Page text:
Airplanes are all the fever these days – and yet we chose to travel on wheels. Denouncing the advent in modern technology we opted to board that mammoth green snake that erupted a continuous flow of smoke as it serpentined through the zigs and zags of rural Pakistan. July was upon us, Karachi was behind, and Multan lay straight ahead. Never had such a sight before reached our mortal eyes: all around us Mother Earth was covered with lush green carpets of various textures, and a clear azure sky looked serenely upon that green richness. For a girl who dwelt in the hustle and bustle of a sprawling city, this nascent calmness was no less than paradise. Farmers, or haaris, as they are called, could be spotted working in the fields – and it was just dawn. Realization then dawned upon me: it were these field workers, these plain-clothed, simple and hardworking haaris who went slick-a-slick-a-slick with their sickles who harvested our flour for us. If these people hadn’t existed, we’d have no rotis, no cakes and certainly no pizzas. The thought of the non-existence of pizzas was almost painful.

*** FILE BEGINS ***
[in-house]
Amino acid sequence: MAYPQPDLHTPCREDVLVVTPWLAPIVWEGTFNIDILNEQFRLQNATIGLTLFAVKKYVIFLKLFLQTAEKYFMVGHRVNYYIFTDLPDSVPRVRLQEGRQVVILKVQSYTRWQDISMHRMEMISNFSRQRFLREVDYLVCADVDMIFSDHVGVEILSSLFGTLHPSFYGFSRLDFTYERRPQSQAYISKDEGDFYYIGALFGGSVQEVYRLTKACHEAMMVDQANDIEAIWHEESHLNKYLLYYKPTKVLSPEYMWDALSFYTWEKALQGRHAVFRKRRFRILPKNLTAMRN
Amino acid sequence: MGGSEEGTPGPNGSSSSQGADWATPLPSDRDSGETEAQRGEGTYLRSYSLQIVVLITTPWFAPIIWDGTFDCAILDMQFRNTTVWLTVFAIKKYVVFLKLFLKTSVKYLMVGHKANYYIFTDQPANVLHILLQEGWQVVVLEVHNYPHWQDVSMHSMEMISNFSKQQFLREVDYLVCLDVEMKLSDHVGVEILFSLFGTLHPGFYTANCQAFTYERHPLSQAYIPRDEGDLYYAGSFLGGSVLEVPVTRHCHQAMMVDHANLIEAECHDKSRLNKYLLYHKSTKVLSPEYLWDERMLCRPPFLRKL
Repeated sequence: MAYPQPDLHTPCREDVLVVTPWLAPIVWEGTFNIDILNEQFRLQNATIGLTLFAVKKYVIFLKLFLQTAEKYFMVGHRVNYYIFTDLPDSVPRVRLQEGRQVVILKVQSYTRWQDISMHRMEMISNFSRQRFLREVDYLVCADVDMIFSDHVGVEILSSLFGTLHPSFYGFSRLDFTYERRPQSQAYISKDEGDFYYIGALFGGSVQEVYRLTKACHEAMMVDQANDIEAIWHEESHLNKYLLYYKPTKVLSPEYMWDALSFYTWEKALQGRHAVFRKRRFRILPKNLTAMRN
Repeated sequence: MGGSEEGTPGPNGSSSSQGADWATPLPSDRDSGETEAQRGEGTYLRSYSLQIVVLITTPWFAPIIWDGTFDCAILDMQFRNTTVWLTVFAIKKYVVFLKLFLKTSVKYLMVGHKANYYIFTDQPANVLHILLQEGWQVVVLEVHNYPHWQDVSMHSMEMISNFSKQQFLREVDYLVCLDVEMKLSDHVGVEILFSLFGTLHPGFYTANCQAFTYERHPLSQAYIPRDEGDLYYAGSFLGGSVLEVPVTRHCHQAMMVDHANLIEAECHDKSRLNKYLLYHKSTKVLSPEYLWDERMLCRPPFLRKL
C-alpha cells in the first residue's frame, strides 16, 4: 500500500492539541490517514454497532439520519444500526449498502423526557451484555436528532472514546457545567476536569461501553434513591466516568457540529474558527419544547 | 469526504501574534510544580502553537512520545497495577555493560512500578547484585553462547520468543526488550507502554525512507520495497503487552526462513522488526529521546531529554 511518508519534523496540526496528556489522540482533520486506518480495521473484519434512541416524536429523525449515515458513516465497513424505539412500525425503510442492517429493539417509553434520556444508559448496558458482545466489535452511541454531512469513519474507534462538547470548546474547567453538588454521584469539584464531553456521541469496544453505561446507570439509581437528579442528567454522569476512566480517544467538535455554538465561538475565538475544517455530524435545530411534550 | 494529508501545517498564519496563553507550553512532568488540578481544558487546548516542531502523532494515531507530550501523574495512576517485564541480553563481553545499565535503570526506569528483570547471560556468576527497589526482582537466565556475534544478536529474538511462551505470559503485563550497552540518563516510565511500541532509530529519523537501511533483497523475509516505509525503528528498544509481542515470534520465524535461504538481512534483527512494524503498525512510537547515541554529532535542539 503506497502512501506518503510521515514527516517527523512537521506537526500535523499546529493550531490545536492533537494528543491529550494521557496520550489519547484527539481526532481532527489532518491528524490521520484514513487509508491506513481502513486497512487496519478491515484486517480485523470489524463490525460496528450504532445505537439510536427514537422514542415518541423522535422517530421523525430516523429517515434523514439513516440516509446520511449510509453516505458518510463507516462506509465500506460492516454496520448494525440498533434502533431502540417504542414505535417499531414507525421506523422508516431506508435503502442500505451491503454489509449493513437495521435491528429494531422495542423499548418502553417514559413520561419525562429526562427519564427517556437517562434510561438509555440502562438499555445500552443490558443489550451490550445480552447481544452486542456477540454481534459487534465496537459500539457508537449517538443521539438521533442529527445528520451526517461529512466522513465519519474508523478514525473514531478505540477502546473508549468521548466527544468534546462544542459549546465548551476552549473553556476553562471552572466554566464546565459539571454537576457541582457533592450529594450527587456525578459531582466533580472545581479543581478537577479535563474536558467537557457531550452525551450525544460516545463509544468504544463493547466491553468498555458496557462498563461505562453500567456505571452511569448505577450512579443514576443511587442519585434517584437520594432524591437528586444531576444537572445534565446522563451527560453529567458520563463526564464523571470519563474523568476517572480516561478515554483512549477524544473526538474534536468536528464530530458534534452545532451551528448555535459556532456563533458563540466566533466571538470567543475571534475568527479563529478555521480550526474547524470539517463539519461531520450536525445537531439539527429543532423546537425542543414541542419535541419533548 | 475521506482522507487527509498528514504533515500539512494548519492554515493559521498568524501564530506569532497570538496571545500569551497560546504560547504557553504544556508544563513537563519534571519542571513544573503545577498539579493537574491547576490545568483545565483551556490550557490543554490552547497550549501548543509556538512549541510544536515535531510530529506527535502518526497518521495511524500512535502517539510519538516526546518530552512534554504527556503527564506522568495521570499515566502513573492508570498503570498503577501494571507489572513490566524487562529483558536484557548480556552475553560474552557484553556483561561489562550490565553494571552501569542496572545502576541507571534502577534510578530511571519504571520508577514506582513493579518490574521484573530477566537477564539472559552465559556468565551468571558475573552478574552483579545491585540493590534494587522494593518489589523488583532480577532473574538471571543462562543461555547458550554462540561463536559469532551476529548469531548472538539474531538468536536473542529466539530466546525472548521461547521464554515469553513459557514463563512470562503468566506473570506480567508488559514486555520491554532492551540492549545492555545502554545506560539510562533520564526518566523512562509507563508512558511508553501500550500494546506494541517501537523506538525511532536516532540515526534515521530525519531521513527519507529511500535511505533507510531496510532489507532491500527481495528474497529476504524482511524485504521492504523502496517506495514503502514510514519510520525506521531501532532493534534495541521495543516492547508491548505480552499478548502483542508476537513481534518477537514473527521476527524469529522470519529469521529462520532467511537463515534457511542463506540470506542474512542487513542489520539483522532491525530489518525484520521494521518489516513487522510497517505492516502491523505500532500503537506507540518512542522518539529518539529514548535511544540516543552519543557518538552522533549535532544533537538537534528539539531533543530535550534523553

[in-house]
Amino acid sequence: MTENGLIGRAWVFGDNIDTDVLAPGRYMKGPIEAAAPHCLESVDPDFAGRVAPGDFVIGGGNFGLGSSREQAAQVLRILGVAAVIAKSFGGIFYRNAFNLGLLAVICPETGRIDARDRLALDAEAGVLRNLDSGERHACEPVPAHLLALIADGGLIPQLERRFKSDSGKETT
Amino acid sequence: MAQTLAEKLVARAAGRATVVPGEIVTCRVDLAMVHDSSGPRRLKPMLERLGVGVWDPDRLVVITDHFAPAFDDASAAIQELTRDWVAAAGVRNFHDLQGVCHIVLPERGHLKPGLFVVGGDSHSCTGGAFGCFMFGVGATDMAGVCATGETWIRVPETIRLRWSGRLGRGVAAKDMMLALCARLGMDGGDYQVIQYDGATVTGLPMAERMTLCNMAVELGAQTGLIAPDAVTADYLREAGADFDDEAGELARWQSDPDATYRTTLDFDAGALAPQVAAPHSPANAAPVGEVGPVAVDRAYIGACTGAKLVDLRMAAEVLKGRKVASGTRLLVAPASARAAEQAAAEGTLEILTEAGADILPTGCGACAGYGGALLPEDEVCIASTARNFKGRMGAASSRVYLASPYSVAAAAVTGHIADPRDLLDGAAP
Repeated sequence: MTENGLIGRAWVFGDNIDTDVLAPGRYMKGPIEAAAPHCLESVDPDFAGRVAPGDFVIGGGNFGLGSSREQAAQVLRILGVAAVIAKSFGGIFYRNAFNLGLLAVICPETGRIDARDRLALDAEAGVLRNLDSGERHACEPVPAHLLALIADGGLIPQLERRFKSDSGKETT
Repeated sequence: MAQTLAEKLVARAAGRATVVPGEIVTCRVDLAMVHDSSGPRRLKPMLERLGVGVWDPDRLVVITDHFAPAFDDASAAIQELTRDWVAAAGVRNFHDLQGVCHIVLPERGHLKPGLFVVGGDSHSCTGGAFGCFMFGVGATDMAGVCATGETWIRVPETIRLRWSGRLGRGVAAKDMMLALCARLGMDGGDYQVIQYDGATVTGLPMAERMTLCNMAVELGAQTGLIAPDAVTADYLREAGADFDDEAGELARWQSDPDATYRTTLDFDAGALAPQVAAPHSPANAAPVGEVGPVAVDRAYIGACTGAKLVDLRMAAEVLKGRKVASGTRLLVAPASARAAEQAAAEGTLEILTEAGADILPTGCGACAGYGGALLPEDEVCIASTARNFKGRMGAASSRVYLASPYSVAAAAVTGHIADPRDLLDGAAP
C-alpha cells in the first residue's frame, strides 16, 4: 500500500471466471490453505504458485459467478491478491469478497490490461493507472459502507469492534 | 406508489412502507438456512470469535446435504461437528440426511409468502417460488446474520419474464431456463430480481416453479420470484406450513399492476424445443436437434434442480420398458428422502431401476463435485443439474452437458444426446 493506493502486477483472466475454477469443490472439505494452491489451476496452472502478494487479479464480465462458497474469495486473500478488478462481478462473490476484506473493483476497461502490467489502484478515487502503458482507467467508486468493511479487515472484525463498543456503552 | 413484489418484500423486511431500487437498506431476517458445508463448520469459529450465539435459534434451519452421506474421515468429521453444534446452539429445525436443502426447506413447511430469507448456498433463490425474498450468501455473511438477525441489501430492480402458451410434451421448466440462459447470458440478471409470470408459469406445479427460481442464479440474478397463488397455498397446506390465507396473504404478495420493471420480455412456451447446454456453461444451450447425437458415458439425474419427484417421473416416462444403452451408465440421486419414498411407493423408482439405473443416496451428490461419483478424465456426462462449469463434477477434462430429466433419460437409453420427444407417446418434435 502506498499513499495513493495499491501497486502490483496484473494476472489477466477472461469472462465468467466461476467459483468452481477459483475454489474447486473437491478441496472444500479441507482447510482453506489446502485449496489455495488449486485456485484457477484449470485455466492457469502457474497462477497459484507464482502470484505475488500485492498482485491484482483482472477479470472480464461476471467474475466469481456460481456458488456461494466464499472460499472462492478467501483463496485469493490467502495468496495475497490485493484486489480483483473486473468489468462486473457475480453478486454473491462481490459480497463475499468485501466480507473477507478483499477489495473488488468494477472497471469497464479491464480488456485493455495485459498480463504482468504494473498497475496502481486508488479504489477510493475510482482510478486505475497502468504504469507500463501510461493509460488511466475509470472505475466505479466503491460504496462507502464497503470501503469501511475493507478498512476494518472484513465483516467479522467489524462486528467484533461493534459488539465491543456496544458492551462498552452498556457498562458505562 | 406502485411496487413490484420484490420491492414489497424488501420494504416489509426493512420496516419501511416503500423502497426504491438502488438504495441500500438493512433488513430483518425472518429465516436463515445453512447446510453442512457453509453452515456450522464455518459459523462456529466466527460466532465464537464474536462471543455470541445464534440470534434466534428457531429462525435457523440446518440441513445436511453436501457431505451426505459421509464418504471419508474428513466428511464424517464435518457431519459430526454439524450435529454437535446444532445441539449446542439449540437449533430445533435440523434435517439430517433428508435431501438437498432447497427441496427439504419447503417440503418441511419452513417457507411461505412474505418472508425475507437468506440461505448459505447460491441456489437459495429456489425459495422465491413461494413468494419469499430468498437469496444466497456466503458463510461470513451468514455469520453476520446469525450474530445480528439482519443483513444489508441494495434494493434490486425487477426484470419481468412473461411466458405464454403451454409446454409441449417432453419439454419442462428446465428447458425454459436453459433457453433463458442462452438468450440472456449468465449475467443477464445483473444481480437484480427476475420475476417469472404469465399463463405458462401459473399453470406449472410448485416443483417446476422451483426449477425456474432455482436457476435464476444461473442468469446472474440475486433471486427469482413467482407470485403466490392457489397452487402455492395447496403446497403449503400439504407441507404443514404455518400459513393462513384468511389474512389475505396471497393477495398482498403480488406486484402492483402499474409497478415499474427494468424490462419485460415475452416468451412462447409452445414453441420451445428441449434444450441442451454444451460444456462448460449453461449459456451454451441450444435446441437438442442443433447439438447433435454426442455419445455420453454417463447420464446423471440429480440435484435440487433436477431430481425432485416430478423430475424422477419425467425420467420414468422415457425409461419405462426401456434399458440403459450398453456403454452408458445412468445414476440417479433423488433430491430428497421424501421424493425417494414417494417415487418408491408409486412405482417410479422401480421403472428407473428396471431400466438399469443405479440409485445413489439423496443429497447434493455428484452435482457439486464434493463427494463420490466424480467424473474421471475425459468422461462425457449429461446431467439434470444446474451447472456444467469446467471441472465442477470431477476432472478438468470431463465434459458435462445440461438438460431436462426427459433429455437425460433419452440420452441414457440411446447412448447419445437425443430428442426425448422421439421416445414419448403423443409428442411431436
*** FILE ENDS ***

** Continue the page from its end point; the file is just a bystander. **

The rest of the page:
This is the beauty of traveling on wheels – what is air travel to the aesthetic eye? Mere clouds and air hostesses? Agreed, air hostesses are pleasing to some of the aesthetic eyes – but in my (not-so-)humble opinion, exploring Mother Nature in all her essence and in all her substance is the real beauty of traveling. Out giant steel serpent puked us out at the Lahore Railway Station – and lo! Behold a mass of red-dressed coolis flooding our way in hopes of earning their daily bread. One of these we hired, and thus began our tour de Lahore, a.k.a., the playground of the Mughals.